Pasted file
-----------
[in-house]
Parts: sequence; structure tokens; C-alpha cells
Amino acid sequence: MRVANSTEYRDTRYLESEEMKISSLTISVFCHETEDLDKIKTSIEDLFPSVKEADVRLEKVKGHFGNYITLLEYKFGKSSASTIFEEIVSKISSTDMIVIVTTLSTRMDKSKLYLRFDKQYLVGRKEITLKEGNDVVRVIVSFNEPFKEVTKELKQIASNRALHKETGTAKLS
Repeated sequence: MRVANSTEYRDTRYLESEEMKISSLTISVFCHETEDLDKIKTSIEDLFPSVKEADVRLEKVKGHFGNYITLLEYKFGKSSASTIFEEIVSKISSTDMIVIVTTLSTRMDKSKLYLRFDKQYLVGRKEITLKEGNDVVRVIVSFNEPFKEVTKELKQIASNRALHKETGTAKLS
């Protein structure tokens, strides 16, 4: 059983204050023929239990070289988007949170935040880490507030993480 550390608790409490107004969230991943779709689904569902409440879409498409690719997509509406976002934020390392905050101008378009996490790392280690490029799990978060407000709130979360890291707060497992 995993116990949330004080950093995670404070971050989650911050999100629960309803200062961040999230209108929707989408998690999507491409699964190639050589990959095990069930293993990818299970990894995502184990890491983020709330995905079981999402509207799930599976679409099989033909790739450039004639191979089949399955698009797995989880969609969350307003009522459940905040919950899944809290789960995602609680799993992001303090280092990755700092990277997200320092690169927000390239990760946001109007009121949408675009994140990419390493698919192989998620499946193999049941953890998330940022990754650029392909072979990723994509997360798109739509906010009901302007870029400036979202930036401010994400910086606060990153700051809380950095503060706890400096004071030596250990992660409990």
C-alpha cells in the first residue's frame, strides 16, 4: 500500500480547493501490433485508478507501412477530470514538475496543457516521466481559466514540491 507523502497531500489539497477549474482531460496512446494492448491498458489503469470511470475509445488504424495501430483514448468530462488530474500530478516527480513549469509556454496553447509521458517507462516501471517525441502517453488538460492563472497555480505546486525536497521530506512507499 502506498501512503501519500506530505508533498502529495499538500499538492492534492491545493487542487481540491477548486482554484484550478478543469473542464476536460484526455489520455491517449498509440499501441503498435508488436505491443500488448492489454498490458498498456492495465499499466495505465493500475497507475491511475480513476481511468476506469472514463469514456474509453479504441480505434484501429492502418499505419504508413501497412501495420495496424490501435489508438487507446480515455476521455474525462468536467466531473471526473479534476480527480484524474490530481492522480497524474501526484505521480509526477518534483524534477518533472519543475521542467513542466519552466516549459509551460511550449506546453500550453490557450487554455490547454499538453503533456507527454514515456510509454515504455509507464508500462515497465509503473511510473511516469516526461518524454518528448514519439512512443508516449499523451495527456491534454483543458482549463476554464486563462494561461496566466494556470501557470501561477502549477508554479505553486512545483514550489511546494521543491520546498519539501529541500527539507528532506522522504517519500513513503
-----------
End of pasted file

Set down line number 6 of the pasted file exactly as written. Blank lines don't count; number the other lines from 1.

C-alpha cells in the first residue's frame, strides 16, 4: 500500500480547493501490433485508478507501412477530470514538475496543457516521466481559466514540491 507523502497531500489539497477549474482531460496512446494492448491498458489503469470511470475509445488504424495501430483514448468530462488530474500530478516527480513549469509556454496553447509521458517507462516501471517525441502517453488538460492563472497555480505546486525536497521530506512507499 502506498501512503501519500506530505508533498502529495499538500499538492492534492491545493487542487481540491477548486482554484484550478478543469473542464476536460484526455489520455491517449498509440499501441503498435508488436505491443500488448492489454498490458498498456492495465499499466495505465493500475497507475491511475480513476481511468476506469472514463469514456474509453479504441480505434484501429492502418499505419504508413501497412501495420495496424490501435489508438487507446480515455476521455474525462468536467466531473471526473479534476480527480484524474490530481492522480497524474501526484505521480509526477518534483524534477518533472519543475521542467513542466519552466516549459509551460511550449506546453500550453490557450487554455490547454499538453503533456507527454514515456510509454515504455509507464508500462515497465509503473511510473511516469516526461518524454518528448514519439512512443508516449499523451495527456491534454483543458482549463476554464486563462494561461496566466494556470501557470501561477502549477508554479505553486512545483514550489511546494521543491520546498519539501529541500527539507528532506522522504517519500513513503